Two more Iowans have tested positive for Zika virus, bringing the total number of cases in the state to three. All three cases involve women who had recently traveled to countries where mosquitoes that transmit the virus are established.
Iowa college students, who are preparing to travel to popular spring break locations, are being urged to take precautions to avoid getting the Zika virus. Erin Baldwin is director of Iowa State University’s Thielen Student Health Center.
“Zika virus is currently all over in the Caribbean, Central America, Mexico, the Pacific Islands, and South America — so, a lot of places our students may be traveling to for spring break,” Baldwin said. The Zika virus is primarily transmitted through bites from an infected Aedes mosquito, the same species that spread Chikungunya and Dengue fever.
Baldwin is warning any travelers to areas where there is ongoing Zika virus transmission to protect themselves. “You know, wearing long sleeved shirts and long pants, making sure they’re sleeping in areas that are air-conditioned and away from mosquitoes, and using EPA-registered insect repellents,” Baldwin said.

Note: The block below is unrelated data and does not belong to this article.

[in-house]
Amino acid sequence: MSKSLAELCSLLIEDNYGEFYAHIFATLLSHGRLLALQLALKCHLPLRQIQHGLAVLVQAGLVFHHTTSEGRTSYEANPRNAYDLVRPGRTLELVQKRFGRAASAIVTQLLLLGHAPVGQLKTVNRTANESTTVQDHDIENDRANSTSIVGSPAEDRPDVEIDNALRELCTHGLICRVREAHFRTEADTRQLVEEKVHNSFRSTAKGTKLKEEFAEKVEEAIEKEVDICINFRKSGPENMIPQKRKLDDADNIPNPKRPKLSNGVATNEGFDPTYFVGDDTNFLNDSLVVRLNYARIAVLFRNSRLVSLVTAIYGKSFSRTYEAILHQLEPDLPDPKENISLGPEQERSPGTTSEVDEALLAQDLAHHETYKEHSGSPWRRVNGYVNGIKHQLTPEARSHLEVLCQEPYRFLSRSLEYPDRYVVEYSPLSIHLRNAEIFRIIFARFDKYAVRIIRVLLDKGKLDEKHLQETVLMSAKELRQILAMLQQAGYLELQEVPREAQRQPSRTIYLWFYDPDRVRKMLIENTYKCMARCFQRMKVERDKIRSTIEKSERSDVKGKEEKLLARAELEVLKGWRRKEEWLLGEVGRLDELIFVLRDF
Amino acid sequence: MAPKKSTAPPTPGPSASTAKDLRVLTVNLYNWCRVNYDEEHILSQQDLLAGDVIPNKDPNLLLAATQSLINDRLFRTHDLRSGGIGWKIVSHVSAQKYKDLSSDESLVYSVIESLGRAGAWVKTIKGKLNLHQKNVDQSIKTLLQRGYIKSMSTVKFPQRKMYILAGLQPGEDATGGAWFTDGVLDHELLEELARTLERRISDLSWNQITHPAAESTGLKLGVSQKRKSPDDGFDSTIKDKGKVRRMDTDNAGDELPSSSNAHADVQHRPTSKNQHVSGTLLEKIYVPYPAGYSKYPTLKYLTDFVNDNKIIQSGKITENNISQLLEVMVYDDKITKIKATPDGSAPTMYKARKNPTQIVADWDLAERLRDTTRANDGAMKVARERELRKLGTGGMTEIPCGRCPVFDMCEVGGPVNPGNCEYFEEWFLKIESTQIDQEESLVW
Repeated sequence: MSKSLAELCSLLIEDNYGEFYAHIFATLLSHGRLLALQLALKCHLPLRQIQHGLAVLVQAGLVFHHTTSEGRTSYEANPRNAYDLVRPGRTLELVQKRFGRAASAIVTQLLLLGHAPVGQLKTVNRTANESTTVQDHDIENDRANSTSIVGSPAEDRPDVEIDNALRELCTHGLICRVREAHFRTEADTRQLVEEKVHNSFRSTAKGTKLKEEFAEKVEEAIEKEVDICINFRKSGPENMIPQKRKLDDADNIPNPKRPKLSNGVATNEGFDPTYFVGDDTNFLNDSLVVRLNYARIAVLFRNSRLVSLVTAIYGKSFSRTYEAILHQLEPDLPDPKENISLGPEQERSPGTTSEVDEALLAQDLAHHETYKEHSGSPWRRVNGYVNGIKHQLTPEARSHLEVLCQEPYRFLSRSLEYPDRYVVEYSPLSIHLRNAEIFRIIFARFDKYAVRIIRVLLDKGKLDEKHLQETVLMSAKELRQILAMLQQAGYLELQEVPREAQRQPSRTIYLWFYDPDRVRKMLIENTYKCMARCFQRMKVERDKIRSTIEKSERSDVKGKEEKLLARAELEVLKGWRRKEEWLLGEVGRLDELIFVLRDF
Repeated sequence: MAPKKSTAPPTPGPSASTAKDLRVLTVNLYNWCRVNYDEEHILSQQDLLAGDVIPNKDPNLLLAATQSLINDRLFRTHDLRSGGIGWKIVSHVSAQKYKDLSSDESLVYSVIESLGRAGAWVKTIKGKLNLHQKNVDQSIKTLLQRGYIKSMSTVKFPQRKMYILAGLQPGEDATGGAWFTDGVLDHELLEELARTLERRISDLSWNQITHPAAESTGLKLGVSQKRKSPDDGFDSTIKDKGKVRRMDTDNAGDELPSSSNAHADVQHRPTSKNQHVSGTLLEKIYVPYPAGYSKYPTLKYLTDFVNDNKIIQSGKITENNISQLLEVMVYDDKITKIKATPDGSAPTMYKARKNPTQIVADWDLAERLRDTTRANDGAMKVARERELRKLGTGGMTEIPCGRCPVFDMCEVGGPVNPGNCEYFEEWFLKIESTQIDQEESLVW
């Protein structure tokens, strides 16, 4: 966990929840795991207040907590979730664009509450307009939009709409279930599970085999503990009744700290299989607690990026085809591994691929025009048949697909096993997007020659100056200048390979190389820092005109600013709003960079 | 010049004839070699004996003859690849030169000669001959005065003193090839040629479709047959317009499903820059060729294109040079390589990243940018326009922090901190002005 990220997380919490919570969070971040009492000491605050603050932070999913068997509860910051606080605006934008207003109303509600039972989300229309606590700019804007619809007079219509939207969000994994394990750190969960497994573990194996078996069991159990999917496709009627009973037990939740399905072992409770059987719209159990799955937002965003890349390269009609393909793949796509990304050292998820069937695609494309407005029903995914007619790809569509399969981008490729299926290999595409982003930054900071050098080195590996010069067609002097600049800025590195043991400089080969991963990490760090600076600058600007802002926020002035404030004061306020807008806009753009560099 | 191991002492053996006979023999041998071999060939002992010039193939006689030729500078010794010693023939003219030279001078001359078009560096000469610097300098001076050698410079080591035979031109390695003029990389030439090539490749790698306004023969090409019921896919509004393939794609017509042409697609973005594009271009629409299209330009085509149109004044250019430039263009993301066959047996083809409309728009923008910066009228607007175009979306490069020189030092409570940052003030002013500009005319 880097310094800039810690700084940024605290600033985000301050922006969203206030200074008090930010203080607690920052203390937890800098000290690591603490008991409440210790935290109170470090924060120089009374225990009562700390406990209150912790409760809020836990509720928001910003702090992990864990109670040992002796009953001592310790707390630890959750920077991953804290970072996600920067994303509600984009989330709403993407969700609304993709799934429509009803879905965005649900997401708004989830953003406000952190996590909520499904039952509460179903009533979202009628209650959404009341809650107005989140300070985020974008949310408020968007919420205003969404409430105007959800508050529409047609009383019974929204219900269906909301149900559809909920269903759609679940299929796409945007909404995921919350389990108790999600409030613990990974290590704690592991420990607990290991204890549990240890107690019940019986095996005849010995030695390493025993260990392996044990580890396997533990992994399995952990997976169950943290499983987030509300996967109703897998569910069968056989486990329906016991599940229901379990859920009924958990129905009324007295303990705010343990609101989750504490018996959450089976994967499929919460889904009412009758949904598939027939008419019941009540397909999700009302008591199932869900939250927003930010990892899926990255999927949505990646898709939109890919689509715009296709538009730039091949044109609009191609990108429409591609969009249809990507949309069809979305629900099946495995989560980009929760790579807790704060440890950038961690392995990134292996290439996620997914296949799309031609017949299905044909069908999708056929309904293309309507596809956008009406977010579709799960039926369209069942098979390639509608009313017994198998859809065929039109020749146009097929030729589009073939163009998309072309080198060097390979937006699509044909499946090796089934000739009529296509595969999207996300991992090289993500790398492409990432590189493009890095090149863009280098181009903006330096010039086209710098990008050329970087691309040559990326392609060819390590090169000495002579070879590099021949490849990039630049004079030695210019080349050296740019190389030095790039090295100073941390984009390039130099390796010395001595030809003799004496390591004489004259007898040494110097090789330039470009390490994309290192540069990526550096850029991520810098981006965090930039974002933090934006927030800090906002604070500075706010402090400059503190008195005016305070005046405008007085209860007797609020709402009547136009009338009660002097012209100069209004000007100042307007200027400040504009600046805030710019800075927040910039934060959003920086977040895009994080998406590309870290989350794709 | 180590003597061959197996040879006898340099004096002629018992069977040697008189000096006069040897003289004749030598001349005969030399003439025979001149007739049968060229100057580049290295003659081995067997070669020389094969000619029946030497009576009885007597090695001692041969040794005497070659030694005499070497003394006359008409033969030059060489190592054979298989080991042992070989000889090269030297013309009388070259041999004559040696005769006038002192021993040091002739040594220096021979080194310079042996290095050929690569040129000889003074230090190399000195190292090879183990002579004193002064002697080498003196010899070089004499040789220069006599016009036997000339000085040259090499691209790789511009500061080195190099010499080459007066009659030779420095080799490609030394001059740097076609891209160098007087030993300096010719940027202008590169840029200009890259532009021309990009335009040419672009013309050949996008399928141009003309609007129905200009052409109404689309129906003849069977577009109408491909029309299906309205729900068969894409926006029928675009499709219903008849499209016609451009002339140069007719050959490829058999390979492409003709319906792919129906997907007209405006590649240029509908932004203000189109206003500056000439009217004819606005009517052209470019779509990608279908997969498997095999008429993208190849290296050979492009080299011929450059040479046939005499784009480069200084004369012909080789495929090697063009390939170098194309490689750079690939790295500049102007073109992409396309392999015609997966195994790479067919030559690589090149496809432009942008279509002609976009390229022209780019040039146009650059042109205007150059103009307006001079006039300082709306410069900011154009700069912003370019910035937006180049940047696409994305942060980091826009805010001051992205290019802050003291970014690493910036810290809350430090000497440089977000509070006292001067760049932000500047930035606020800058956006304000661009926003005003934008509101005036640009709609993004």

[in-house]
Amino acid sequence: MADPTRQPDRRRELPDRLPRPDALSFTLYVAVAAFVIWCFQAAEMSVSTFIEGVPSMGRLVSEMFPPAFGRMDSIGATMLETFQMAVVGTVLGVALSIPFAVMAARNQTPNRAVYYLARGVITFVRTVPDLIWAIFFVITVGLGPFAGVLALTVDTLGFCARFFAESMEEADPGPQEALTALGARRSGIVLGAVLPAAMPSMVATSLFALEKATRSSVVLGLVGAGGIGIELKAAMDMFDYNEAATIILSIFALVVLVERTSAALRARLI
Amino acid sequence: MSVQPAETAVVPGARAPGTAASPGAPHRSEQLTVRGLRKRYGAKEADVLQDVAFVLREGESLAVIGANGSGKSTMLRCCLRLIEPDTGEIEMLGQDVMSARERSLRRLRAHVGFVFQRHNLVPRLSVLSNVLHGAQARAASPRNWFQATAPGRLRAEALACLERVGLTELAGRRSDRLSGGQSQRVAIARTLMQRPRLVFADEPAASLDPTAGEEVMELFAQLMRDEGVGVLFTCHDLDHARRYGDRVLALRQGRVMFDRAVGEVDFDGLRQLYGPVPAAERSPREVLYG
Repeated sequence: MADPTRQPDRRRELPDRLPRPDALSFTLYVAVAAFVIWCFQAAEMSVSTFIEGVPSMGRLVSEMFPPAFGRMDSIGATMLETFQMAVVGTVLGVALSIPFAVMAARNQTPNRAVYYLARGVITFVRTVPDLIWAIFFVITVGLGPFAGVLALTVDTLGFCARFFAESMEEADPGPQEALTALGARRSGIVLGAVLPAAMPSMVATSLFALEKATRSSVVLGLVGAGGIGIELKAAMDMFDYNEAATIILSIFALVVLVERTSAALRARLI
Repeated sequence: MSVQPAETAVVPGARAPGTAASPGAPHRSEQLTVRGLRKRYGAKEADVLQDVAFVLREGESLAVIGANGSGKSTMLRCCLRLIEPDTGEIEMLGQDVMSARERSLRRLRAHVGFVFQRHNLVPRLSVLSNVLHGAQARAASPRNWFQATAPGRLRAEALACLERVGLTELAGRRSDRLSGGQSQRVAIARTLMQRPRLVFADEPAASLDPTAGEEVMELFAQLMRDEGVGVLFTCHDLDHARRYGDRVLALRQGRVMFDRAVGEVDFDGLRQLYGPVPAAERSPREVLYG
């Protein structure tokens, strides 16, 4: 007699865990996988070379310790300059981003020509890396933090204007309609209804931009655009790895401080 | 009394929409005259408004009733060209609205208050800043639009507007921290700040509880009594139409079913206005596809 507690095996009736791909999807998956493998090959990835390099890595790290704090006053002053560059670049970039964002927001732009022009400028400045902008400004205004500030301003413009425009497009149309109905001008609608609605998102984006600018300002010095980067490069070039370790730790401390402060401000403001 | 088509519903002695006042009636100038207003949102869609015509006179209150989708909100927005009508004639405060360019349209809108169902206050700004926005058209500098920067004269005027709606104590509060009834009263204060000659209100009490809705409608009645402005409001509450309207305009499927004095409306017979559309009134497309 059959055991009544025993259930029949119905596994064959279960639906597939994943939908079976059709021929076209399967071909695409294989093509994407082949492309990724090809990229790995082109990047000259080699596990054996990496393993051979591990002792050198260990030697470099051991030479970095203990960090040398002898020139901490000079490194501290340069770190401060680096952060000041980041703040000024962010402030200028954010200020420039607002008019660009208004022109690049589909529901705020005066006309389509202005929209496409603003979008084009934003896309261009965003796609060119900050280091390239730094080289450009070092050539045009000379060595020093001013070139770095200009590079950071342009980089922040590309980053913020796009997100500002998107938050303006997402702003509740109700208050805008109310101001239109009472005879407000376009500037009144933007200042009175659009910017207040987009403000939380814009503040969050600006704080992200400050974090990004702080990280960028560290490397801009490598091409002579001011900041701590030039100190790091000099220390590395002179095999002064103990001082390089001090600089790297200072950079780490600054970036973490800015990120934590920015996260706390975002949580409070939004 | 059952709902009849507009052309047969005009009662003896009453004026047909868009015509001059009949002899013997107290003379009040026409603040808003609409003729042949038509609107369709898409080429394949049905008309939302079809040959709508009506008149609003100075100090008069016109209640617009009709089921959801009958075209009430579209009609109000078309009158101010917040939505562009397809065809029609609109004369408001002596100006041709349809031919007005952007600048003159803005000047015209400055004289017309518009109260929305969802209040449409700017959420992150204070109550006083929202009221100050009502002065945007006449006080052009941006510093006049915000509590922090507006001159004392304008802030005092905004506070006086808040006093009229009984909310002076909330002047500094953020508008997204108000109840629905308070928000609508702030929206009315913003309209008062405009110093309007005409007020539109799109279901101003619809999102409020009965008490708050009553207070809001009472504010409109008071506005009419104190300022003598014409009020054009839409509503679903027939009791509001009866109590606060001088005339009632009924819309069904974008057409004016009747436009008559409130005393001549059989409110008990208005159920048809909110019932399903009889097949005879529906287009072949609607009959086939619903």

Symptoms of Zika are typically mild, and severe illness is rare. The common symptoms include fever, rash, joint and muscle pain, and headache. While rare, spread of the virus through blood transfusion and sexual contact also has been reported.
The virus’ greatest risk is to pregnant women or those who may become pregnant, due to possible links to a birth defect causing small heads and incomplete brain development in infants. The CDC is recommending pregnant women avoid traveling to places where the Zika virus is circulating.